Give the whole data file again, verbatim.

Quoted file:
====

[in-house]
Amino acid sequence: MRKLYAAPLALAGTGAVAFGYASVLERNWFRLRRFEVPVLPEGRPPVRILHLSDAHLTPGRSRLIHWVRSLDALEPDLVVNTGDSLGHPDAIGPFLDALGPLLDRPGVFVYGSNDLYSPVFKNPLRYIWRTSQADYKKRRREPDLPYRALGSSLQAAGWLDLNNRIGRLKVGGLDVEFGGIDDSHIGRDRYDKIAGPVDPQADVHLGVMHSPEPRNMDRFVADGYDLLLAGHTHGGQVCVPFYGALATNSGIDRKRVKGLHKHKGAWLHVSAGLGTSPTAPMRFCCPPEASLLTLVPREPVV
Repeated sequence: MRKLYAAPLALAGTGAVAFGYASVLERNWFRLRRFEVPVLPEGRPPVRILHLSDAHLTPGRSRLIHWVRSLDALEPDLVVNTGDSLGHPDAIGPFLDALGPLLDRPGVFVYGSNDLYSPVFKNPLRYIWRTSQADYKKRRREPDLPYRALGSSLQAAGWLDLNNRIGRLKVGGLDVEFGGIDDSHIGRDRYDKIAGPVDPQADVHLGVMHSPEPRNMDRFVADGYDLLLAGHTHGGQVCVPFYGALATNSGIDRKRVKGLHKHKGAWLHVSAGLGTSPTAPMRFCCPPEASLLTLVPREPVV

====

[in-house]
Amino acid sequence: MRKLYAAPLALAGTGAVAFGYASVLERNWFRLRRFEVPVLPEGRPPVRILHLSDAHLTPGRSRLIHWVRSLDALEPDLVVNTGDSLGHPDAIGPFLDALGPLLDRPGVFVYGSNDLYSPVFKNPLRYIWRTSQADYKKRRREPDLPYRALGSSLQAAGWLDLNNRIGRLKVGGLDVEFGGIDDSHIGRDRYDKIAGPVDPQADVHLGVMHSPEPRNMDRFVADGYDLLLAGHTHGGQVCVPFYGALATNSGIDRKRVKGLHKHKGAWLHVSAGLGTSPTAPMRFCCPPEASLLTLVPREPVV
Repeated sequence: MRKLYAAPLALAGTGAVAFGYASVLERNWFRLRRFEVPVLPEGRPPVRILHLSDAHLTPGRSRLIHWVRSLDALEPDLVVNTGDSLGHPDAIGPFLDALGPLLDRPGVFVYGSNDLYSPVFKNPLRYIWRTSQADYKKRRREPDLPYRALGSSLQAAGWLDLNNRIGRLKVGGLDVEFGGIDDSHIGRDRYDKIAGPVDPQADVHLGVMHSPEPRNMDRFVADGYDLLLAGHTHGGQVCVPFYGALATNSGIDRKRVKGLHKHKGAWLHVSAGLGTSPTAPMRFCCPPEASLLTLVPREPVV